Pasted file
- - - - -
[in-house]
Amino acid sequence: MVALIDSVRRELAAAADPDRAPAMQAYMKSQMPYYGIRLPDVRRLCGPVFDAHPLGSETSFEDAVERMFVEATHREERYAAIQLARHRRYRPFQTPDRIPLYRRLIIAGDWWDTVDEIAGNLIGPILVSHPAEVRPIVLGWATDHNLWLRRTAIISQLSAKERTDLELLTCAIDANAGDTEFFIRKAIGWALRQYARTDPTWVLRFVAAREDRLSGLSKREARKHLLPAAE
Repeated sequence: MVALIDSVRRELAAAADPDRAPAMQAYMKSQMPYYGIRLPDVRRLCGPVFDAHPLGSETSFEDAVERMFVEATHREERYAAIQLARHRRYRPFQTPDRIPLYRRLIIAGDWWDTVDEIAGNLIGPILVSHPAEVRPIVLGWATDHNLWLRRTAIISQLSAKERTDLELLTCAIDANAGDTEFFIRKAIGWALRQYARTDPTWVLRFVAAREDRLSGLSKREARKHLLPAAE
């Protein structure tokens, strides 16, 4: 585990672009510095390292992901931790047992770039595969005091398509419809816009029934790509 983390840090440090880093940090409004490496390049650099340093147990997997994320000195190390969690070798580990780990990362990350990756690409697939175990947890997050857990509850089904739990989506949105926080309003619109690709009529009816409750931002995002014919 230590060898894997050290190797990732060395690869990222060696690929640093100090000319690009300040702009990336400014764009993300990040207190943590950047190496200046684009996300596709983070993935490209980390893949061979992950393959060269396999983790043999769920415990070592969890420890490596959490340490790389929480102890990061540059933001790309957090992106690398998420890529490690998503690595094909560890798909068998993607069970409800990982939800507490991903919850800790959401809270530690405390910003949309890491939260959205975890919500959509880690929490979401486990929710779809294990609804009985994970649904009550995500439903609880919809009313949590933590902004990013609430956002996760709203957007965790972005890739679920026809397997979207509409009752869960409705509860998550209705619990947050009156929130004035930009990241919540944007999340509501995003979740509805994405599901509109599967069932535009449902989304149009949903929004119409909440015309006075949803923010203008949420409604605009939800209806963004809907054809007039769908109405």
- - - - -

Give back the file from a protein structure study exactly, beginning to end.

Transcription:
[in-house]
Amino acid sequence: MVALIDSVRRELAAAADPDRAPAMQAYMKSQMPYYGIRLPDVRRLCGPVFDAHPLGSETSFEDAVERMFVEATHREERYAAIQLARHRRYRPFQTPDRIPLYRRLIIAGDWWDTVDEIAGNLIGPILVSHPAEVRPIVLGWATDHNLWLRRTAIISQLSAKERTDLELLTCAIDANAGDTEFFIRKAIGWALRQYARTDPTWVLRFVAAREDRLSGLSKREARKHLLPAAE
Repeated sequence: MVALIDSVRRELAAAADPDRAPAMQAYMKSQMPYYGIRLPDVRRLCGPVFDAHPLGSETSFEDAVERMFVEATHREERYAAIQLARHRRYRPFQTPDRIPLYRRLIIAGDWWDTVDEIAGNLIGPILVSHPAEVRPIVLGWATDHNLWLRRTAIISQLSAKERTDLELLTCAIDANAGDTEFFIRKAIGWALRQYARTDPTWVLRFVAAREDRLSGLSKREARKHLLPAAE
């Protein structure tokens, strides 16, 4: 585990672009510095390292992901931790047992770039595969005091398509419809816009029934790509 983390840090440090880093940090409004490496390049650099340093147990997997994320000195190390969690070798580990780990990362990350990756690409697939175990947890997050857990509850089904739990989506949105926080309003619109690709009529009816409750931002995002014919 230590060898894997050290190797990732060395690869990222060696690929640093100090000319690009300040702009990336400014764009993300990040207190943590950047190496200046684009996300596709983070993935490209980390893949061979992950393959060269396999983790043999769920415990070592969890420890490596959490340490790389929480102890990061540059933001790309957090992106690398998420890529490690998503690595094909560890798909068998993607069970409800990982939800507490991903919850800790959401809270530690405390910003949309890491939260959205975890919500959509880690929490979401486990929710779809294990609804009985994970649904009550995500439903609880919809009313949590933590902004990013609430956002996760709203957007965790972005890739679920026809397997979207509409009752869960409705509860998550209705619990947050009156929130004035930009990241919540944007999340509501995003979740509805994405599901509109599967069932535009449902989304149009949903929004119409909440015309006075949803923010203008949420409604605009939800209806963004809907054809007039769908109405």